Nissan 370Z Coupe

Love those rims

A real man (read chaaiirna) needs a real sports car. The SLK is too “sexy”, the BMW Z4 has lost the original Z3 character and the Audi TT is definitely not manly enough. In its first iteration, the 350Z had everything right, big V6 engine in the front, simple styling and of course, power to the right wheels (RWD).

The Z line of sports cars has sold over 1.8million units to date, making it one of the best selling performance vehicles of all time. That’s pretty impressive stuff, and understandable considering the simple recipe they get on point.

Up front sits a 3.7litre V6, which is a heavy lump putting out 245kW and 363NM of torque through the manual 6speed gearbox. There is also an automatic with paddle shift on offer. I was very happy to get the manual, as Nissan has coined a mechanical innovation called “SynchroRev”. It works as such; when gearing down to enter a bend it matches engine revs with road speed so that the reengagement of the clutch has no unsettling effect on the rear end, and was previously only achievable (and even then, sporadically on the road) by drivers with exceptional levels of experience. It works like a charm, especially when really banging it out in the twisties, braking hard for corners and getting the power back on. In layman’s terms when you gear down, the engine revs up to equally match road speed. Simple and smart, and I’m surprised no other manufacturer has employed this.

Z’S ALL OVER!

I very much enjoyed the 370Z for a number of reasons, all summed up into the fact that it’s a real drivers sports car. Starting with the engine. The 3.7litre V6 sounds good, it revs quite high up (with light on rev limit) to 7000RPM and gets the 370Z to 100km/h in 5.3seconds. No slouch. It’s feels tight when cold, but get it warmed up (you’d know by the 3 gauges on top of the dash) and it enjoys getting worked high up into the rev range.

Secondly, the steering is perfectly weighted. You sit low down, so you’re basically right up against the rear wheels, which means the nose of the car is quite far ahead. There’s no artificial feeling in the assistance but rather solid connection to the wheels up front. Just how it should be.

The gearbox is perfect in feel and action. This is where I really felt connected to the car, switching in between gears with the short gearlever shaking in your hand brought a physical connection that’s often lost in sports cars these days.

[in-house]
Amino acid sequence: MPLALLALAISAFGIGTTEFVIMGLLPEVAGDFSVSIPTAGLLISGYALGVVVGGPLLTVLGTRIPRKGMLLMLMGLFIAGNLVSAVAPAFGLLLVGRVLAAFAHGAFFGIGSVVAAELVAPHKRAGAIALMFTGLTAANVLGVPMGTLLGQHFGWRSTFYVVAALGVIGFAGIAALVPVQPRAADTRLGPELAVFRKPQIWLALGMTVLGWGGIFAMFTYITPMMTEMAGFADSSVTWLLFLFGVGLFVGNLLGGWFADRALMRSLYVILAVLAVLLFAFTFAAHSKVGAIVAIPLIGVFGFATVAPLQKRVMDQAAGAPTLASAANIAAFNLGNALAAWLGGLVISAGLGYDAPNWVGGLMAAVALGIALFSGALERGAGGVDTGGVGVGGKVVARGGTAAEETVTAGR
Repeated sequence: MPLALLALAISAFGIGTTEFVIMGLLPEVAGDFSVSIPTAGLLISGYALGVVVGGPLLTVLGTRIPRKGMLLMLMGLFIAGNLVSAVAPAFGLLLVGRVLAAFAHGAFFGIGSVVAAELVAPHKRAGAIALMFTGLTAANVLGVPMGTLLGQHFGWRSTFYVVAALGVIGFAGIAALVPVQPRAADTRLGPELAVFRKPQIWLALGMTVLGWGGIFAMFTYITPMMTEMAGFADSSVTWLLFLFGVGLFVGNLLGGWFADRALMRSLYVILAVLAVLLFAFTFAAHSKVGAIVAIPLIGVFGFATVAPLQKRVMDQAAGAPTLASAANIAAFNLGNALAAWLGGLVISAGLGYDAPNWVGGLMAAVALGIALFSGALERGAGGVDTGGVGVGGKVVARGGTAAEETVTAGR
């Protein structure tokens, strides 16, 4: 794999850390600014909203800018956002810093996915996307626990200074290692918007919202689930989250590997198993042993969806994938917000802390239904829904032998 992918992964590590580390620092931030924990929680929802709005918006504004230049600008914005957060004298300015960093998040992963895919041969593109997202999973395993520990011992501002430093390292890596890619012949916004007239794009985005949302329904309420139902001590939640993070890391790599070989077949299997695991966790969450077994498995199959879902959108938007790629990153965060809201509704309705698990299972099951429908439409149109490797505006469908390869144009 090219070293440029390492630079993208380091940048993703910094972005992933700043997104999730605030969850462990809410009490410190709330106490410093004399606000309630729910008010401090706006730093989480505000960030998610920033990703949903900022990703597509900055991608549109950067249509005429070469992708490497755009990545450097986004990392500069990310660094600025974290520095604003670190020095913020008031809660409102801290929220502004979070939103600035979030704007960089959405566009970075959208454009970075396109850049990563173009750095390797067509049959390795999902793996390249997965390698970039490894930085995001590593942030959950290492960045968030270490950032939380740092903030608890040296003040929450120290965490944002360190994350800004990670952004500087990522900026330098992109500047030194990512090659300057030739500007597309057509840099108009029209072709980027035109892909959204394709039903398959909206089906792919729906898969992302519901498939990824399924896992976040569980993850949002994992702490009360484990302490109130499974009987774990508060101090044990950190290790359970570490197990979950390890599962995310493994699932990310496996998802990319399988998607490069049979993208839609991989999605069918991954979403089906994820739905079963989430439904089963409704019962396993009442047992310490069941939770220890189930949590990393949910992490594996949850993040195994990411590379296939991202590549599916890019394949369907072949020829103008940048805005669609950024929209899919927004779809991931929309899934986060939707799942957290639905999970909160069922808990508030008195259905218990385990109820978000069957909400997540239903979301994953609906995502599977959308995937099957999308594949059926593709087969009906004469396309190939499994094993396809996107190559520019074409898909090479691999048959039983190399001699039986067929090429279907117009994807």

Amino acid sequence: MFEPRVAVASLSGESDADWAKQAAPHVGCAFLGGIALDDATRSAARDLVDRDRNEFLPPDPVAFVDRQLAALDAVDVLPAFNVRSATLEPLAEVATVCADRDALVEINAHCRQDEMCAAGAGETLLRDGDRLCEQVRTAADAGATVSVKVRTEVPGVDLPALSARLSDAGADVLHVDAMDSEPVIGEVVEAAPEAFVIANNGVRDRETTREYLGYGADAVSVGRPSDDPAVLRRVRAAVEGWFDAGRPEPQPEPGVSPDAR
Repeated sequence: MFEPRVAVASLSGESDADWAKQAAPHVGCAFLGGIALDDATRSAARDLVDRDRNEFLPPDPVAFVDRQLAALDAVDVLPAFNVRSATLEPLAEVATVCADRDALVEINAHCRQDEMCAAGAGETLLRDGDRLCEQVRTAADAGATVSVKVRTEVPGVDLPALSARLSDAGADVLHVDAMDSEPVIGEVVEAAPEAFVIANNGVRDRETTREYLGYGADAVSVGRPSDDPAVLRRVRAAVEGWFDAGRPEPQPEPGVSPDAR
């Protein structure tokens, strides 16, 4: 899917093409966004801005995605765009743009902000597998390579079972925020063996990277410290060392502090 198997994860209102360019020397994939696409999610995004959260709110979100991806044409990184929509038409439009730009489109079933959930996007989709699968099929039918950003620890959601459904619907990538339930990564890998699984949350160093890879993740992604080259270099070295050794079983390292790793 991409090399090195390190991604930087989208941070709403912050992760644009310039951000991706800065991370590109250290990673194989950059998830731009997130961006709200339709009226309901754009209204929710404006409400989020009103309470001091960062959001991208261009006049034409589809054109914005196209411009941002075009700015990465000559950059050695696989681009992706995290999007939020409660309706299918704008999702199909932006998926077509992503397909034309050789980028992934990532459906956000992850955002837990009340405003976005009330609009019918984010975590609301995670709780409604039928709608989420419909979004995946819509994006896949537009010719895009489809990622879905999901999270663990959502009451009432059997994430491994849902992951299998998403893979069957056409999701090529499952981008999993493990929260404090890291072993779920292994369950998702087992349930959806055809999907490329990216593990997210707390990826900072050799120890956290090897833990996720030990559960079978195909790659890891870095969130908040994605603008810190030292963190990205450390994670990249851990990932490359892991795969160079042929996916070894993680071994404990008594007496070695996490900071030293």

The gearlever vibrates in its place as you wait at the traffic light, a solid clunk as you shift into gears that requires a little bit of force, all tactile and engaging.

The breaks are sharp without being to grabby but interestingly started to fade a bit after some running in the mountains, which could just be due to it needing new brake pads.

Where the 370Z can also bite an inexperienced driver in the ass with its willing tail-happy nature. There’s quite a bit of torque going through the rear wheels, and get on the power too early in a corner and you’ll be punished with the rear fishtailing out. It’ll kill the boy racers but for those drivers that really know how to handle quite a bit of power snapping out the rear it could be the biggest asset the car has to offer.

What you have to get used to is riding the power delivery to the rear, feeding the power to the rear wheels can take some pedal modulation and get it wrong and you’ll be facing oncoming traffic. It’s not instantaneous like in a turbo-charged car but rather more work getting the power on just right. When you do you can power-slide into wide turns with a huge smile on your face. With the VDC (Vehicle Dynamic Control) on it lets a little bit of slide before reigning in the power quite heavily so don’t expect much fun that way. A track day with the 370Z would be heaps of fun, it wants to be tail happy the whole time, with heaps of power so you’ll never be back of the grid and solid grip.

Mashing through the corners and over hills the grip on the 370Z is superb. Thanks no doubt to fat 18 inchers, an all aluminum suspension working in conjunction with what is a near perfect weight distribution of 53/47. You can really feel the car pivots on its centre. Sports car nirvana.

Shown without SatNav system

Inside, the cabin has definitely been improved on the past 350Z. That said it’s still not on par with the likes of the Z4 / SLK / TT. It’s too plasticky and doesn’t have the same quality feel of the competitors. That said, there’s heaps of spec, reverse camera, BiXenon Headlamps, Rain sensing windshield wipers, Electric-heated seats, Bose sound system with integrated HDD and Bluetooth capability. The seats are firm but offer enough lumbar support for the personality of the car. You sit low but views out aren’t too restricted considering. My gripe here is the on-board computer (For fuel consumption etc), which has to be operated via buttons on the instrument binnacle, which means you really have to lean forward and figure that out. Not ideal. Also, there was quite a bit of road and suspension noise to the interior, which could detract on longer journeys if you’re not pumping some heavy tunes.

No hookers will be dumped in the back of the 370Z although a cover does pull over the available space in the rear. It’s flat and fairly wide, but not deep enough for say, a golf bag.

Still Sexy

I thoroughly enjoyed the time with the 370Z. It’s a real drivers car, that makes you work, but rewards those that know how get the best out of it. Nearly 3 years on and it still turns heads too. It is available as a Roadster (convertible) too, which in my view looks even hotter! Model as tested was R538 525.

Considering the significant price increases of the Z4 and SLK, and slightly out of reach Boxster at this price, the 370Z is good value for those who enjoy an engaging sports car drive.

 

 

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